Southern exposure: Canadian attitudes towards US brands

Canadian consumers report spending 41% of their total online purchases with US-based retailers.

Relations between the US and Canada hit an all-time low in 2020, but there are encouraging signs that the friendship is on the mend. In fact, it’s actually a good time to be a US retailer courting the Canadian market. In our latest BOXpoll cross-border survey of 1,000 Canadians, consumers 18+ years old told us that 41% of their total online purchases are from US retailers. 

  • This is up 11% points vs. pre-pandemic—as consumers’ inability to shop in-store and travel has exacerbated the desire to purchase online, where the sheer number of US ecommerce brands hold an inherent advantage over a smaller cohort of native Canadian online brands.
  • 77% of Canadian consumers have either a positive or neutral perception of US brands, a leading indicator that cross-border purchases will continue to grow. Check out our new post on US brand perceptions & opportunities to see where Canada stacks up versus other key markets.
  • This trend is bolstered by a strong Canadian dollar at a near 3 year high, meaning Canadian consumers – already predisposed to buy from the US - can buy US goods at an even lower price.

What are Canadian consumers looking for when shopping US brands?

  • 41% of Canadians believe that US-based brands offer better pricing than Canada-based brands (while only 22% disagree).
    • In-fact, higher-spending consumers (parents and those with higher incomes) are particularly inclined to think US prices are better.
      • Parents at 48% vs. non-parents at 39%
      • High income ($50k-100k+ CAD) at 43% vs. lower-income (<$50k CAD) at 36%
  • Nearly one-third of Canadians (29%) in general, perceive US brands to be more desirable (while about the same number, 28%, disagree).
  • 1 in 5 (20%) believe that US product quality is better than Canada-based brands (but nearly twice as many, 38%, disagree).
    • Younger Canadians (ages 18-34 and 35-54) are more likely than older Canadians (age 55+) to perceive US brands as being better quality (25% vs. 13%) and more desirable overall (33% average vs. 24%).
  • 43% of Canadians overall believe that Canadians living closer to the US border are more like American consumers—meaning that products, offers, and promotions geared toward Americans are more likely to appeal to those living in Toronto and other metro areas closest to the US.
    • That seems to be an unbiased perspective, given all Canadian respondents felt about the same way (proportion of respondents agreeing with the sentiment ranged between 39-45% among geographic areas surveyed).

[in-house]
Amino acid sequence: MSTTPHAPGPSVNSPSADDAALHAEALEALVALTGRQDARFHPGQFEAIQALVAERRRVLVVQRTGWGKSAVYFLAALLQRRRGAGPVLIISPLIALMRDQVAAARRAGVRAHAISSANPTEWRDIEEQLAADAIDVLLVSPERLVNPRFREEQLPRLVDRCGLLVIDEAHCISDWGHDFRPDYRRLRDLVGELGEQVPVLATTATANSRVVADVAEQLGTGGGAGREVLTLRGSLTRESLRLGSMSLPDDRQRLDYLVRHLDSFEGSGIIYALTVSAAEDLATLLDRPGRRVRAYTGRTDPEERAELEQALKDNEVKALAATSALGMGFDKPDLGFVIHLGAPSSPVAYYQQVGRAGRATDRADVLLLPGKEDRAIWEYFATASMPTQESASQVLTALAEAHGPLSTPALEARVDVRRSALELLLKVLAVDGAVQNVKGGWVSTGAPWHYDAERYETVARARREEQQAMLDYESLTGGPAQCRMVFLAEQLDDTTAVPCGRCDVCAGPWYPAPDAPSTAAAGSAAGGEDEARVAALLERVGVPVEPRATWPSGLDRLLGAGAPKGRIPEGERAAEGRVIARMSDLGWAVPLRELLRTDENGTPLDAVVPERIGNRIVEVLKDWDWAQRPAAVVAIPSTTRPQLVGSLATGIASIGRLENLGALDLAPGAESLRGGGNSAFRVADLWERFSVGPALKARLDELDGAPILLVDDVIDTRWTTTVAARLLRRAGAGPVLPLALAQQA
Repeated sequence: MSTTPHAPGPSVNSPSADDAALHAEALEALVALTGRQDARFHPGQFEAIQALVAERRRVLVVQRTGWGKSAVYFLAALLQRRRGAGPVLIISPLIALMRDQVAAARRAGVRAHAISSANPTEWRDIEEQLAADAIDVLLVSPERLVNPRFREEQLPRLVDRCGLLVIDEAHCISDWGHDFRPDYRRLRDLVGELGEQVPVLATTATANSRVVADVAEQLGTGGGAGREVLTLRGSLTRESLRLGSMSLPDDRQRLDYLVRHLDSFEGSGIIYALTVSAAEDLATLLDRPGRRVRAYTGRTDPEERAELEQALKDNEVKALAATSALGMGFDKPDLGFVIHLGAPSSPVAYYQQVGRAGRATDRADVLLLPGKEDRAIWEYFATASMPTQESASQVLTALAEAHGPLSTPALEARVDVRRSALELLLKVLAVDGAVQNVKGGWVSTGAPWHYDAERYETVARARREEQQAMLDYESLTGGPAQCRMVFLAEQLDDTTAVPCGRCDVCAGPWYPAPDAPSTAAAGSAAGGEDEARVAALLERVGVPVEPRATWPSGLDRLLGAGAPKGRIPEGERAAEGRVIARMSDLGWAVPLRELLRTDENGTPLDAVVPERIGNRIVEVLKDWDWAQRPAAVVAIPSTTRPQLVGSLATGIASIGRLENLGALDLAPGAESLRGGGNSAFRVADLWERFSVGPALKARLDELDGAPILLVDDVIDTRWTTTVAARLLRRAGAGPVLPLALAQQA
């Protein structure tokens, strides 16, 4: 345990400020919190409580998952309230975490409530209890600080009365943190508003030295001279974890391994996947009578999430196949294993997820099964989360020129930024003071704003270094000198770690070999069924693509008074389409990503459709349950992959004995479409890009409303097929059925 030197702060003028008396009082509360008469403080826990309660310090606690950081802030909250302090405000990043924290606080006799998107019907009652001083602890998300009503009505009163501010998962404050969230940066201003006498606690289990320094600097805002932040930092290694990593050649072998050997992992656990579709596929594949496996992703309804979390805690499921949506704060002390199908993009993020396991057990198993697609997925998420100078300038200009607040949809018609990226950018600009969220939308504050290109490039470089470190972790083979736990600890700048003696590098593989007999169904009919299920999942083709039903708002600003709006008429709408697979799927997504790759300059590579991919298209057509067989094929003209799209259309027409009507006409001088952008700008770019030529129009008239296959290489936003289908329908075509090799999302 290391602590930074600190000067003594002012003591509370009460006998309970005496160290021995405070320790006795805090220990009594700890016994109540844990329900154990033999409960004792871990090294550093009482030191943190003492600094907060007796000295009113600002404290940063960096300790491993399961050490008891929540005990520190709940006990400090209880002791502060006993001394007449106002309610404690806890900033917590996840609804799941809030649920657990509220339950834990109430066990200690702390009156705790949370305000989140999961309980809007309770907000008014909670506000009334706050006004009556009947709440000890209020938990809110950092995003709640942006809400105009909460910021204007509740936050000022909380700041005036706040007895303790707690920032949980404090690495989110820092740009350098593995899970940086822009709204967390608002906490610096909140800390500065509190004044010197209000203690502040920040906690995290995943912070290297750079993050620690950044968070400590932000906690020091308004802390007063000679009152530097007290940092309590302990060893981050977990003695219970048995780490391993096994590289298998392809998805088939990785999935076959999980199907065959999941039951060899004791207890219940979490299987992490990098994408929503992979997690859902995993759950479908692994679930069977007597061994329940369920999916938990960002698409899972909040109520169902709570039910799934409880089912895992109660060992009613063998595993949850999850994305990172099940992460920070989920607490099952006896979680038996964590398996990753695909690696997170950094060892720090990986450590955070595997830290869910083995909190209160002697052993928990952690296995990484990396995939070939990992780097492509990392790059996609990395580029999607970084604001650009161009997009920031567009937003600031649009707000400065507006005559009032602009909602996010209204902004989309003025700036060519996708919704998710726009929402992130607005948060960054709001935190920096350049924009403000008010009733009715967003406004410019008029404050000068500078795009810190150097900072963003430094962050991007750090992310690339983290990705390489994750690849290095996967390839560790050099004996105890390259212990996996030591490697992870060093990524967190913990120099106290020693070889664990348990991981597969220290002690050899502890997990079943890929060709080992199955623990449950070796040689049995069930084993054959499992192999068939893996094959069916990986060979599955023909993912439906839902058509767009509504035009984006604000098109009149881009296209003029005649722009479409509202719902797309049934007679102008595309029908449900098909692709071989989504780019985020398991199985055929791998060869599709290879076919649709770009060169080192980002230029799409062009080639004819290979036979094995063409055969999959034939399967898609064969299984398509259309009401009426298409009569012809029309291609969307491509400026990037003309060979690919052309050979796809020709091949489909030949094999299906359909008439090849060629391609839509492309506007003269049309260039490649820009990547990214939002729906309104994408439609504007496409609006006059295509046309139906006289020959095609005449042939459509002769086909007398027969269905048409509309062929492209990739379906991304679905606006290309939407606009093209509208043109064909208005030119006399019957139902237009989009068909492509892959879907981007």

Don’t pour maple syrup on your apple pie just yet…Canadians also have negative perceptions that pose potential challenges to US brands.

  • Enviro-woke-skeptics: 42% believe American brands aren't as socially or environmentally conscious as they claim to be and 39% say Canadians are starting to buy more frequently from other countries than the US due to American politics and culture.
  • Buyers’ remorse: Only 19% say it’s easy to return items purchased from US brands. 
  • USMC-huh? When asked whether the US-Mexico-Canada Agreement (USMCA, the trade agreement replacing NAFTA that raised the minimum threshold—or de minimis—for duties to $150 CAD as of July 2020) made consumers more likely to buy from US brands, only 16% agreed while more than half (54%) had no opinion. This indicates that US retailers should remind shoppers that orders under $150 CAD are duty-free, and that this is a new development for those who may not have purchased from US brands recently, and that prepaid duties (DDP incoterms) carry no risk to the consumer to pay upon delivery. 
    • If it's any indication that consumers could use a reminder, Google Trends indicates that Canadian searches for “USMCA” have been non-existent since the legislation was drafted in the fall of 2018.

Overall, the Canadian market presents clear opportunities for differentiated and well-marketed US brands that are looking to expand their addressable markets in pragmatic ways. We’ll have more coverage in upcoming posts about how demographic and regional differences in Canada can create opportunities for segmented and targeted approaches.

BOXpollTM by Pitney Bowes, a weekly consumer survey on current events, culture,and ecommerce logistics. Conducted by Pitney Bowes with Morning Consult //2094 US consumers surveyed January 2021.© Copyright Pitney Bowes Inc.

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